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A Bleak Future as KBL Drowns in Alcohol Ban

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KEABETSWE NEWEL

As a result of the ban on sale of alcohol as one of measures geared at containing the deadly Coronavirus disease (COVID-19). Millions of Pula will be eroded in KBL’s balance sheet.
For the year ending 31st December 2019, KBL’s financial performance was not so impressive. Profit after tax declined by 8 percent, shedding a cool P28 million to sit at P302.7 million.
At that time, the St Louis lager brewer sold 1 536 500 000 hectolitres of alcohol. The beer volume sold was however 26 percent lower than the beer volumes sold during the previous reporting period (31st December 2018).

This means that KBL, under the captaincy of Managing Director Thabo Mathews sold an average of 128 million hectolitres of alcohol every month. Further, it means that profits accrued to an average of approximately P25 million per month in 2019.

That is however about to change, according to Motswedi Securities Head of Research Garry Juma. He believes that trouble has re-emerged for the beer maker. To him, the ban on sale of alcohol for one month (or rather indefinitely), threatens the company’s cash-flow.

The stock market analyst argues that KBL’s core business is the sale of alcohol. “If they stop selling alcohol, they lose money,” he said. In 2019, KBL sold 128 million hectolitres of alcohol every month, which resulted in an average of P25 million in monthly profit.
According to Juma, KBL will not sell alcohol until at which the lockdown and/or state of emergency completes. “Sales volumes will significantly decline, and that will significantly eat into the profits expected by shareholders of KBL,” he stated, adding that KBL will lose millions of Pula.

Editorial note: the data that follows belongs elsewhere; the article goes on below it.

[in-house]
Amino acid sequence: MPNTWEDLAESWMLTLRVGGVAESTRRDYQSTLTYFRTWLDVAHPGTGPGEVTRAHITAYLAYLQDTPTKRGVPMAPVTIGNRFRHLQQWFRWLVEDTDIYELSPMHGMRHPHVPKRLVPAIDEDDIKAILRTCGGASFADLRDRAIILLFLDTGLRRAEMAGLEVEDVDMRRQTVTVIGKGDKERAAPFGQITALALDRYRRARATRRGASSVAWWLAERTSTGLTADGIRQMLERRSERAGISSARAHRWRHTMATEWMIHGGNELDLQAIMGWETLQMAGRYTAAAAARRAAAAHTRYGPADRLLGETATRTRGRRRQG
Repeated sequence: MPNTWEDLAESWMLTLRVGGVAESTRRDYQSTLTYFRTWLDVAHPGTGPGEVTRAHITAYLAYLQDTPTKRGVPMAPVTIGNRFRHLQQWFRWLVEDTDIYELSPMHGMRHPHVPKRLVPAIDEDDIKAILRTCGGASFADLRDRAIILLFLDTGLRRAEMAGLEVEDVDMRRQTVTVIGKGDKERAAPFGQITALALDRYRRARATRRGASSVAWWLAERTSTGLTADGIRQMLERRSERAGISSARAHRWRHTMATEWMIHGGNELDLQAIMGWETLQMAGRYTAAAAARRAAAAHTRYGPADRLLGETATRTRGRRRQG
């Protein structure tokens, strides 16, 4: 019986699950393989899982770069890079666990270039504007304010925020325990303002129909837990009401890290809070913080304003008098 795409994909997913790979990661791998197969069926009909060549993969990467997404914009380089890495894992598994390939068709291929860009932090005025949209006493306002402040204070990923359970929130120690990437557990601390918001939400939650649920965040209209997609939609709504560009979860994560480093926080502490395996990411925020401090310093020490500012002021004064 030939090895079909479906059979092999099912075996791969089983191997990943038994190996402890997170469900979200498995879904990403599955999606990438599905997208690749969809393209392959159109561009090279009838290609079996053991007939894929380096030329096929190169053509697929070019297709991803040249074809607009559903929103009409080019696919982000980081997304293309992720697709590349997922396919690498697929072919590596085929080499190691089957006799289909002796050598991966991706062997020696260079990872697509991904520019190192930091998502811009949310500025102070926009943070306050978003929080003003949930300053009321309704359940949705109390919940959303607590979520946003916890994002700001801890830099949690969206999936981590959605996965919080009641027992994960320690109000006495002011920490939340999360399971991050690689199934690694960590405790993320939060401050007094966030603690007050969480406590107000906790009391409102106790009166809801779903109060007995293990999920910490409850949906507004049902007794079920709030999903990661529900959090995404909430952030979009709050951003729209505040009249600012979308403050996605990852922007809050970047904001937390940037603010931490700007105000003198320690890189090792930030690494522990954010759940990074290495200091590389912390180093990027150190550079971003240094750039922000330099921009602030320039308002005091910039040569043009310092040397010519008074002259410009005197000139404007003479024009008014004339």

What will further chip away at the KBL profits according to the financial analyst is the fixed costs which KBL has to incur even at a time when the company will be making less from sales.
“Staff salaries have to be paid, even though KBL will derive no value from the sale of beer. Rentals and other supplier contracts and other administration expenses will gobble up chunks out of the company profitability,” he said. Juma only hopes that the lockdown will not last longer than expected because the longer it drags, the more KBL drowns.

Further, Juma worries that even post COVID-19, household income will have dwindled, so much that it may significantly reduce the demand for alcohol. Already, several companies have forced their employees into a one-month unpaid leave over cash-flow uncertainties as the lockdown begins, while some are contemplating layoffs. Some will pay their employees half salaries. Juma is worried however that some companies could collapse because of COVID-19. The informal sector, which supports so many households, is also on shut down. As a result, Juma said the little income made by households will only be used for basics like food, while less basics like alcohol will suffer.

“So for as long as disposable income is under pressure, KBL and other liquor traders will suffer,” he said, adding that for KBL, the share price will take a hit as investors may pull back during these uncertain times. KBL was on a path to recovery after its share price and profitability took serious hits, because of the levy.

On the Botswana Stock Exchange (BSE), KBL trades at P22 per share.
Juma fears it could depreciate again. For his part, KBL MD, Mathews admits there will be challenges brought by COVID-19, but declined to go into details for now.

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